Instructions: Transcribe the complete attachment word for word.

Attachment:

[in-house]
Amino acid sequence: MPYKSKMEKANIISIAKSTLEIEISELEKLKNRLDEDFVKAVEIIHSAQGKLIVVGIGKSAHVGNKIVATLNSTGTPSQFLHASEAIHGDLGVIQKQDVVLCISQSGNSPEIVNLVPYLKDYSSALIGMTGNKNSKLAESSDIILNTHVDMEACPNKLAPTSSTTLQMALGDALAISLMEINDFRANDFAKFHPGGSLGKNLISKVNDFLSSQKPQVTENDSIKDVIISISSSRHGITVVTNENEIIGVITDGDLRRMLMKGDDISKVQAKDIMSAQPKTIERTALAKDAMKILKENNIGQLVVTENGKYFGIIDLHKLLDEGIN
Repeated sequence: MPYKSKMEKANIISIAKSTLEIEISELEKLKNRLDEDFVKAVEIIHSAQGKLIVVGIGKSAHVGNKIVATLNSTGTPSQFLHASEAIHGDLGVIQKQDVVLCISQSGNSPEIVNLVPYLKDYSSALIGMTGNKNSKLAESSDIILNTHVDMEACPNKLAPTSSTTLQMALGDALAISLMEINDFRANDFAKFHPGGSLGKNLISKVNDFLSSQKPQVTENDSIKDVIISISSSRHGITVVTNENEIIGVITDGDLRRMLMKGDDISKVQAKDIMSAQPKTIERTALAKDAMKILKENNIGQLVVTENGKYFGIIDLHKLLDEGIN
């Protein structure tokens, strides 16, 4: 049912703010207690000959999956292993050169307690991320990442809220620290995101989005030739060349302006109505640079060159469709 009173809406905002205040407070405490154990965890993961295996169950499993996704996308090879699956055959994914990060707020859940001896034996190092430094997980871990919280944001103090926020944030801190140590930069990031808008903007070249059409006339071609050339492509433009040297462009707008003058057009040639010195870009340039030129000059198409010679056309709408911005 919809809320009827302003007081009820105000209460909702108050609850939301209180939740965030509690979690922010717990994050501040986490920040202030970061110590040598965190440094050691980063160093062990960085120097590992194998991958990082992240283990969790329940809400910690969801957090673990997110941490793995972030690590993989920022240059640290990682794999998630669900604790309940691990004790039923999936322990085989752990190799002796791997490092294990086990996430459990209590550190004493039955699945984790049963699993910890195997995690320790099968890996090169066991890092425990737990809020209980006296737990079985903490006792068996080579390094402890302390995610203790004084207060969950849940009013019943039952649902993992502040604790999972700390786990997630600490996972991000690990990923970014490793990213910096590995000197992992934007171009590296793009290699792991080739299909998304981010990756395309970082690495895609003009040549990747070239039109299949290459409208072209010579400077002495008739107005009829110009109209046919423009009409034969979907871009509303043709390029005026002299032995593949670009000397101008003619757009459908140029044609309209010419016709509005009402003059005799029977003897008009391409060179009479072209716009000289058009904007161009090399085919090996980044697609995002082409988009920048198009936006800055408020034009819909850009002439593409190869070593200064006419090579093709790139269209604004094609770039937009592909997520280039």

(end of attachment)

[in-house]
Amino acid sequence: MPYKSKMEKANIISIAKSTLEIEISELEKLKNRLDEDFVKAVEIIHSAQGKLIVVGIGKSAHVGNKIVATLNSTGTPSQFLHASEAIHGDLGVIQKQDVVLCISQSGNSPEIVNLVPYLKDYSSALIGMTGNKNSKLAESSDIILNTHVDMEACPNKLAPTSSTTLQMALGDALAISLMEINDFRANDFAKFHPGGSLGKNLISKVNDFLSSQKPQVTENDSIKDVIISISSSRHGITVVTNENEIIGVITDGDLRRMLMKGDDISKVQAKDIMSAQPKTIERTALAKDAMKILKENNIGQLVVTENGKYFGIIDLHKLLDEGIN
Repeated sequence: MPYKSKMEKANIISIAKSTLEIEISELEKLKNRLDEDFVKAVEIIHSAQGKLIVVGIGKSAHVGNKIVATLNSTGTPSQFLHASEAIHGDLGVIQKQDVVLCISQSGNSPEIVNLVPYLKDYSSALIGMTGNKNSKLAESSDIILNTHVDMEACPNKLAPTSSTTLQMALGDALAISLMEINDFRANDFAKFHPGGSLGKNLISKVNDFLSSQKPQVTENDSIKDVIISISSSRHGITVVTNENEIIGVITDGDLRRMLMKGDDISKVQAKDIMSAQPKTIERTALAKDAMKILKENNIGQLVVTENGKYFGIIDLHKLLDEGIN
């Protein structure tokens, strides 16, 4: 049912703010207690000959999956292993050169307690991320990442809220620290995101989005030739060349302006109505640079060159469709 009173809406905002205040407070405490154990965890993961295996169950499993996704996308090879699956055959994914990060707020859940001896034996190092430094997980871990919280944001103090926020944030801190140590930069990031808008903007070249059409006339071609050339492509433009040297462009707008003058057009040639010195870009340039030129000059198409010679056309709408911005 919809809320009827302003007081009820105000209460909702108050609850939301209180939740965030509690979690922010717990994050501040986490920040202030970061110590040598965190440094050691980063160093062990960085120097590992194998991958990082992240283990969790329940809400910690969801957090673990997110941490793995972030690590993989920022240059640290990682794999998630669900604790309940691990004790039923999936322990085989752990190799002796791997490092294990086990996430459990209590550190004493039955699945984790049963699993910890195997995690320790099968890996090169066991890092425990737990809020209980006296737990079985903490006792068996080579390094402890302390995610203790004084207060969950849940009013019943039952649902993992502040604790999972700390786990997630600490996972991000690990990923970014490793990213910096590995000197992992934007171009590296793009290699792991080739299909998304981010990756395309970082690495895609003009040549990747070239039109299949290459409208072209010579400077002495008739107005009829110009109209046919423009009409034969979907871009509303043709390029005026002299032995593949670009000397101008003619757009459908140029044609309209010419016709509005009402003059005799029977003897008009391409060179009479072209716009000289058009904007161009090399085919090996980044697609995002082409988009920048198009936006800055408020034009819909850009002439593409190869070593200064006419090579093709790139269209604004094609770039937009592909997520280039």